It’s a hard situation to cope with, because the way our minds work, we sort of feel as though we live inside our brains. Like we actually are our brain, sitting up in the Hover Pilder and controlling the rest of our body. (Gratuitous anime reference – comes with the job.) But even though our memories and processes are stored up there, we aren’t our brain. We have a brain, the same way we have eyes, hands, feet, lungs, a heart. And like our eyes and hands and feet and lungs and heart, our brain can occasionally not work “up to code.” Astigmatism or arthritis or asthma are medical conditions, not personal flaws. No more than anxiety or depression. They’re simply a part of us not quite functioning as it should. A thing that can be fixed with help from people who spend their lives learning how to fix these things.
That’s an extremely, supremely hard thing to tell ourselves. Because we feel our thoughts being encroached upon. We hear ourselves thinking things that aren’t us, saying things we’d really rather not be saying. Our inner world is being invaded in a way that more tangible illness can’t. And that behavior can, sadly, affect others. It wasn’t until a friend sat me down and told me I needed help – in a concerned and kind way – that I stopped being afraid of the upshot of having a mental illness and focused more on the upshot of not doing something about it.
We may, sadly, never fully shake the stigma attached to mental illness, if only because humans have a hard time coping with things they do not understand. And because mental illness are so deep within us that they trick us into believing they ARE us, both by how they manifest and by what they can lead us to do. But we can at least make a start.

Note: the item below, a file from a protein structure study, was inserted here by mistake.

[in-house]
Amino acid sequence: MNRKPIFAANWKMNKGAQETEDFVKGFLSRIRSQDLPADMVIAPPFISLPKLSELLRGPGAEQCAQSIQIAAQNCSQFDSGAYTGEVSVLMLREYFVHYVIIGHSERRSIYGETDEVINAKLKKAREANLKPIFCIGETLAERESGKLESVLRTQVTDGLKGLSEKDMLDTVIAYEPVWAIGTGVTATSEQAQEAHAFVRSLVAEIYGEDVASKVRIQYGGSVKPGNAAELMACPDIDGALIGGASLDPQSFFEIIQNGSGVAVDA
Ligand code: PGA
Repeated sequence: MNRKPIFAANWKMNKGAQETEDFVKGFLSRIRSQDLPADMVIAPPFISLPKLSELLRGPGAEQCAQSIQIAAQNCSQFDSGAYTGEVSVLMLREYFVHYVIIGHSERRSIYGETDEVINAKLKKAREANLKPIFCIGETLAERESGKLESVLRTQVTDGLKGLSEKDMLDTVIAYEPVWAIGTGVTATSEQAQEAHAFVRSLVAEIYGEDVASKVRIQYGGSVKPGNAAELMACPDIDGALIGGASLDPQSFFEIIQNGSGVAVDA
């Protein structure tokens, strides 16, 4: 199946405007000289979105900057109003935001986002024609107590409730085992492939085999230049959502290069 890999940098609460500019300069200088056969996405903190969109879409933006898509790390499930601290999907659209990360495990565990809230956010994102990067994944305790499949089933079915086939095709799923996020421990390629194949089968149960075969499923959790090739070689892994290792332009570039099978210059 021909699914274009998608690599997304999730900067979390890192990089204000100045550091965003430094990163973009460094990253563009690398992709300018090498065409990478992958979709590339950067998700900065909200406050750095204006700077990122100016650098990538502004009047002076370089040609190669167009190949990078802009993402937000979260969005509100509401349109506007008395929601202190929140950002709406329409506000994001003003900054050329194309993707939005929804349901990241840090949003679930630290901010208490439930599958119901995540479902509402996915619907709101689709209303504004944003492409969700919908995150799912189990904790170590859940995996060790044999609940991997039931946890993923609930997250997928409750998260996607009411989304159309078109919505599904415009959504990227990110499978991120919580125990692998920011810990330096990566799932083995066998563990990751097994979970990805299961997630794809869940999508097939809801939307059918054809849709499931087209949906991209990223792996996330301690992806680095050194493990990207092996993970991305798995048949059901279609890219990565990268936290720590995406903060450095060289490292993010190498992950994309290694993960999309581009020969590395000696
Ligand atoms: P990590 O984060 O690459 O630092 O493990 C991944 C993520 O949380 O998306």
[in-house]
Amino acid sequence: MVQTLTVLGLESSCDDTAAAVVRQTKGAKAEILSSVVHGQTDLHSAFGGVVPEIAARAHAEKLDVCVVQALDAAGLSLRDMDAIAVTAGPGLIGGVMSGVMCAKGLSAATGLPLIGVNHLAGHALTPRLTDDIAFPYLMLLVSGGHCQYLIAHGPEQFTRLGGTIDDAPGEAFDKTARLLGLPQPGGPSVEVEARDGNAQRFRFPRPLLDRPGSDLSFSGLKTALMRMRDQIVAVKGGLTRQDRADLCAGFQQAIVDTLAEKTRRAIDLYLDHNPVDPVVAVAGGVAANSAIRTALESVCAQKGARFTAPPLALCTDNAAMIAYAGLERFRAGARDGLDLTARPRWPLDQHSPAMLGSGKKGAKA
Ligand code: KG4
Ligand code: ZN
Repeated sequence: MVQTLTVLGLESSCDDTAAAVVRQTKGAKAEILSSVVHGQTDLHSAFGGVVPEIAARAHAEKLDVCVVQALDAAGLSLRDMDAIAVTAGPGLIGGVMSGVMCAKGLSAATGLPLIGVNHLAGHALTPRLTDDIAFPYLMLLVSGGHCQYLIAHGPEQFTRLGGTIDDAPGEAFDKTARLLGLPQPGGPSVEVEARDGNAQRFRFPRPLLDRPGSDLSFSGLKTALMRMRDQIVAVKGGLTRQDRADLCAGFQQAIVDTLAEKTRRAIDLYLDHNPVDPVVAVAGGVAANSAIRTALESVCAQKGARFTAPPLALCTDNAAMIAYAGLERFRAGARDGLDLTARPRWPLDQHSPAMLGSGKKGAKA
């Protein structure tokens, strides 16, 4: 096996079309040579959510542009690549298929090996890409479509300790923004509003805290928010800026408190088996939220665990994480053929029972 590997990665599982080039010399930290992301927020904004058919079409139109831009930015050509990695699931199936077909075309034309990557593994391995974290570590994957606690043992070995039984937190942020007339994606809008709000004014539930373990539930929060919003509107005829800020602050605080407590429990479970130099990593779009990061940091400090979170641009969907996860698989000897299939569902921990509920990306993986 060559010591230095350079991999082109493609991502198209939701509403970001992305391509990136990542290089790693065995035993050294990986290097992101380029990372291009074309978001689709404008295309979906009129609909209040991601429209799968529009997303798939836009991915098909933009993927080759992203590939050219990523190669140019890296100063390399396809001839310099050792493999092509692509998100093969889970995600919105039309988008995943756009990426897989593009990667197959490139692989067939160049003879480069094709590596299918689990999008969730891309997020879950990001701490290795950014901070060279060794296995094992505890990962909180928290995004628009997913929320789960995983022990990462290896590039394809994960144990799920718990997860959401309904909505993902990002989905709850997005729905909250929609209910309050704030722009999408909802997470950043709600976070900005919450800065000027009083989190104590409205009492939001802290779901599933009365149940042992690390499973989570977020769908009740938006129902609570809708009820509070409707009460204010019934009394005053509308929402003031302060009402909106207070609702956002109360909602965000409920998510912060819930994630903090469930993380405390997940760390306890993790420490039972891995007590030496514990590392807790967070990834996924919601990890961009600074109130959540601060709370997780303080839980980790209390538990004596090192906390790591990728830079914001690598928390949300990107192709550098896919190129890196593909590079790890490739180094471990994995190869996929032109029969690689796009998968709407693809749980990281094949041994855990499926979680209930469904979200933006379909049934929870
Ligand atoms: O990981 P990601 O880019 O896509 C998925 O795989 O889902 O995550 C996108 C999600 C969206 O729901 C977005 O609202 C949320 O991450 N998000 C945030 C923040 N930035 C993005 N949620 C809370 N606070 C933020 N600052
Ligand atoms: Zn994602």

Mental illness is not something the person chooses to do.
Mental illness is not a personality.
What it is is in its name: an illness. And not in a way that should be pitied or feared, but in a way that should be treated. And one step toward that treatment is encouraging people to seek it out. Letting them know that getting help for a mental illness is not relinquishing control, but rather claiming it.
In the time since I was diagnosed for anxiety and began treating it – a couple of months at best after years of thinking I was just a panicky, immature adult – my life has changed for the better. I don’t feel like a different person. I don’t feel changed or medicated or “fixed.” I feel like me in a way I haven’t felt in years.
Because that is mental illness’s greatest weapon: it exists in the part of us that we believe IS us, so over time it leads us to believe that it is an inherent part of our personality. Is it part of our identity? Perhaps. We have to embrace all of ourselves, even the things we didn’t ask for, to truly move forward. I am not my anxiety, even though I may have days where I feel like it is. It is something I have and that I must address, but it isn’t ME.
It’s a big ask. This involves not only people suffering from mental illness to reexamine their self-image, but also for those without it to change how they think of mentally ill people. But the stigma and the fear are a huge part of the problem. As long as it’s treated like a curse or a major malfunction, it will remain difficult to convince ourselves to seek help when we need it. Understanding it without fear, and understanding ourselves and others when faced with it, is the way forward to recovery.
Kara Dennison is a writer, editor, and illustrator, as well as the community manager for the American Doctor Who convention (Re)Generation Who. She tweets @rubycosmos and blogs at karadennison.com.